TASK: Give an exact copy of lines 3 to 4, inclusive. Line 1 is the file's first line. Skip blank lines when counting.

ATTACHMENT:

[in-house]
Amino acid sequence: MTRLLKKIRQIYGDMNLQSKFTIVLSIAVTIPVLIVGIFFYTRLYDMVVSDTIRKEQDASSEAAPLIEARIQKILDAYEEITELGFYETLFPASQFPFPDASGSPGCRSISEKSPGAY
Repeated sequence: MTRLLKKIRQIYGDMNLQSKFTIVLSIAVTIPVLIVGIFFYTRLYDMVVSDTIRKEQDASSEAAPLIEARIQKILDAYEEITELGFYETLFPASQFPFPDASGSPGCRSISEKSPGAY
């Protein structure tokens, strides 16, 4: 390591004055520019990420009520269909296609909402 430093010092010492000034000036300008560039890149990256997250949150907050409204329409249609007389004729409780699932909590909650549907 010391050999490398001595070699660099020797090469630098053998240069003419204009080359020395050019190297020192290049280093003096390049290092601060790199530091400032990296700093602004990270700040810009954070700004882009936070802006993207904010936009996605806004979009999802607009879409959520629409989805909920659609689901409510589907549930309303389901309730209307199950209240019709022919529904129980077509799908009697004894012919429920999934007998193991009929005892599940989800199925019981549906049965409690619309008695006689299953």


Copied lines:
Repeated sequence: MTRLLKKIRQIYGDMNLQSKFTIVLSIAVTIPVLIVGIFFYTRLYDMVVSDTIRKEQDASSEAAPLIEARIQKILDAYEEITELGFYETLFPASQFPFPDASGSPGCRSISEKSPGAY
């Protein structure tokens, strides 16, 4: 390591004055520019990420009520269909296609909402 430093010092010492000034000036300008560039890149990256997250949150907050409204329409249609007389004729409780699932909590909650549907 010391050999490398001595070699660099020797090469630098053998240069003419204009080359020395050019190297020192290049280093003096390049290092601060790199530091400032990296700093602004990270700040810009954070700004882009936070802006993207904010936009996605806004979009999802607009879409959520629409989805909920659609689901409510589907549930309303389901309730209307199950209240019709022919529904129980077509799908009697004894012919429920999934007998193991009929005892599940989800199925019981549906049965409690619309008695006689299953």